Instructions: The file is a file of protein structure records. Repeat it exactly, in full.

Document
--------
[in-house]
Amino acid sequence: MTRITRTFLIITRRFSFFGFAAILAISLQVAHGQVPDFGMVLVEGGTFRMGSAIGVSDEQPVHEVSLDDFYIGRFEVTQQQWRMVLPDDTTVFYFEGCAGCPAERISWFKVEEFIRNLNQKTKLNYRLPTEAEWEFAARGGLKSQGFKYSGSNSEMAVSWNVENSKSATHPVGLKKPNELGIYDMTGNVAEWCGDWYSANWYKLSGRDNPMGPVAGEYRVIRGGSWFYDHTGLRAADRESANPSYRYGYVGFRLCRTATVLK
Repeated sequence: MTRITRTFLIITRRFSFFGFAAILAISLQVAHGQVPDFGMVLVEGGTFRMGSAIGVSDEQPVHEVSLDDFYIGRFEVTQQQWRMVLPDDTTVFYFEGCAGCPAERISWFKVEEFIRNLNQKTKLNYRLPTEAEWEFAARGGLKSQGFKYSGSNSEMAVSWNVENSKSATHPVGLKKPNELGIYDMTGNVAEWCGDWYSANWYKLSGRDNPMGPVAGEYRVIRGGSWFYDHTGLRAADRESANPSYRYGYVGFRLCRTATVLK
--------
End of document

[in-house]
Amino acid sequence: MTRITRTFLIITRRFSFFGFAAILAISLQVAHGQVPDFGMVLVEGGTFRMGSAIGVSDEQPVHEVSLDDFYIGRFEVTQQQWRMVLPDDTTVFYFEGCAGCPAERISWFKVEEFIRNLNQKTKLNYRLPTEAEWEFAARGGLKSQGFKYSGSNSEMAVSWNVENSKSATHPVGLKKPNELGIYDMTGNVAEWCGDWYSANWYKLSGRDNPMGPVAGEYRVIRGGSWFYDHTGLRAADRESANPSYRYGYVGFRLCRTATVLK
Repeated sequence: MTRITRTFLIITRRFSFFGFAAILAISLQVAHGQVPDFGMVLVEGGTFRMGSAIGVSDEQPVHEVSLDDFYIGRFEVTQQQWRMVLPDDTTVFYFEGCAGCPAERISWFKVEEFIRNLNQKTKLNYRLPTEAEWEFAARGGLKSQGFKYSGSNSEMAVSWNVENSKSATHPVGLKKPNELGIYDMTGNVAEWCGDWYSANWYKLSGRDNPMGPVAGEYRVIRGGSWFYDHTGLRAADRESANPSYRYGYVGFRLCRTATVLK